- L'Envie - 71 rue Carnot, 02 32 51 16 80, closed late July/early Aug, early Jan, Sun eve and Mon, rec'd Michelin, run by couple (woman cooks, man serves)
- Le Lagon - 6 Place de Paris, (0)2 32 64 45 98, open every day, rec'd Michelin
- Le Jardin Des Plumes - 1 rue du Milieu, (0)2 32 54 26 35, rec'd Michelin, closed Mon/Tues
- Hôtel Baudy Restaurant - where Impressionists used to eat, rec'd by some CHs, Petit Futé, Fodor's, Frommer's and Rick Steves, good cider, nice garden, open every day from 10 AM to 11:30 PM, more info here...try chicken liver terrine?
- Les Jardins de Giverny - rec'd by a CH
- L'Esquisse Gourmande - 73 bis rue Claude-Monet, rec'd by Frommer's as "refreshing alternative to the tourist traps" offering regional specialties (especially apple dishes)
- Museum of American Art café is rec'd by some
- Restaurant les Nymphéas is on site at the Monet Garden, but touristy/overpriced
- other ideas here
- ...or just have a picnic on the river!
- Transport - 3 main options from Paris:
Charming town with nice cathedral and good food...and also home to the famous Bayeux Tapestry, a well-preserved chronicle of William the Conqueror's conquest of England.
- Maupassant - cheap rooms, Luke stayed here in 2011
- Bayeux Shuttle offers tours of D-Day sites, and a shuttle to Mont Saint Michel.
Famous spot for Impressionist painters
Mont Saint Michel
One of the most-visited sites in France (so prepare yourself for crowds!), Mont Saint Michel is an abbey built on an island between Normandy and Brittany. It's an absolutely stunning sight, day or night. It's very crowded but less so early and late in the day.
- La Petite Chesnee - a cute B&B run by a British couple, a bit tricky to get to but not far from Mont Saint Michel, Luke stayed here in 2011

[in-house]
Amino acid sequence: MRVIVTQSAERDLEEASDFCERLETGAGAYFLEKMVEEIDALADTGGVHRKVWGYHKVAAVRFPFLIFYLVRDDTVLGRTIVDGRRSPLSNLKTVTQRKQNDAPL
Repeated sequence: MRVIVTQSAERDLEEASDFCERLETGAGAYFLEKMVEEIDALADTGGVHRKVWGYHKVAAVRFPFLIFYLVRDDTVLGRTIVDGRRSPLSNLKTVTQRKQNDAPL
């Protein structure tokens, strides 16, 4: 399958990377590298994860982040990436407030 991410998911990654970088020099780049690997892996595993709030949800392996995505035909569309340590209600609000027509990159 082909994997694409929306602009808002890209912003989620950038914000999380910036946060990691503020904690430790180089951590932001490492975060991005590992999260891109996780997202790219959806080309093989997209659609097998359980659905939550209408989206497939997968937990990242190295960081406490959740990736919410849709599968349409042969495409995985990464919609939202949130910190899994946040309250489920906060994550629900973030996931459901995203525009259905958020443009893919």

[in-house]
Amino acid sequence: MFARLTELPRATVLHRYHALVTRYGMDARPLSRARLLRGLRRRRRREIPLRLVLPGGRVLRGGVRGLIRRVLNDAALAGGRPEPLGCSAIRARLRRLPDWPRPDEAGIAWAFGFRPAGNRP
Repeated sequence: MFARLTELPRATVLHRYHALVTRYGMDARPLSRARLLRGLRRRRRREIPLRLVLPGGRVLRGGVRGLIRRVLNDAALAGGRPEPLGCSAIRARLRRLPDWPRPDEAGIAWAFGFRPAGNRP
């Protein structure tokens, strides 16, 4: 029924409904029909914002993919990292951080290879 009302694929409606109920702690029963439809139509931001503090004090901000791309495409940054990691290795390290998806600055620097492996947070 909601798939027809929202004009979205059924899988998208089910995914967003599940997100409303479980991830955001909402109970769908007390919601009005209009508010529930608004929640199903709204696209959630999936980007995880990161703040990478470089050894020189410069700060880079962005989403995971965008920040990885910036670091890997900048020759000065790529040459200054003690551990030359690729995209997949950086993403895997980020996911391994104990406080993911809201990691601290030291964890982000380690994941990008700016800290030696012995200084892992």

- Places to eat on mainland
- Restaurant La Ferme Saint Michel - nice restaurant not far from the island
- Auberge Du Terroir - similar, in Servon, also has hotel (Booking.com listing), Michelin Bib Gourmand, Gault Millau
- Hôtel Le Relais du Roy - pretty good Tripadvisor/Google reviews
- Le Sillon de Bretagne - looks nice, rec'd Gault Millau
- as of 2019, Michelin also rec’s several places closer to Avranches (~30 min drive from MSM parking):
- Get Tickets Ahead - there's a much shorter line to get into the Abbey if you already have a ticket; you can get them online (most people want "Visit of the Monument"), even on your phone
- Consider a Picnic - the food on the island is overpriced and not great; consider bringing your own lunch instead
- Rampart Walk - for fewer crowds, even at peak hours, consider taking this steeper way up to the abbey
- Vespers - most evenings, the monks who live on Mont Saint Michel sing their evening prayers, and members of the public are allowed to watch; it's a beautiful experience
- Transport - there are free "Passeur" shuttle buses that run from the parking lot to the island, although you can also walk (or bike—although bikes aren't allowed in the middle of the day in the high season) across the bridge...note that parking in the lots is relatively expensive unless you are staying on the island. There's also a relatively inexpensive shuttle from Pontorson (where the railway station is).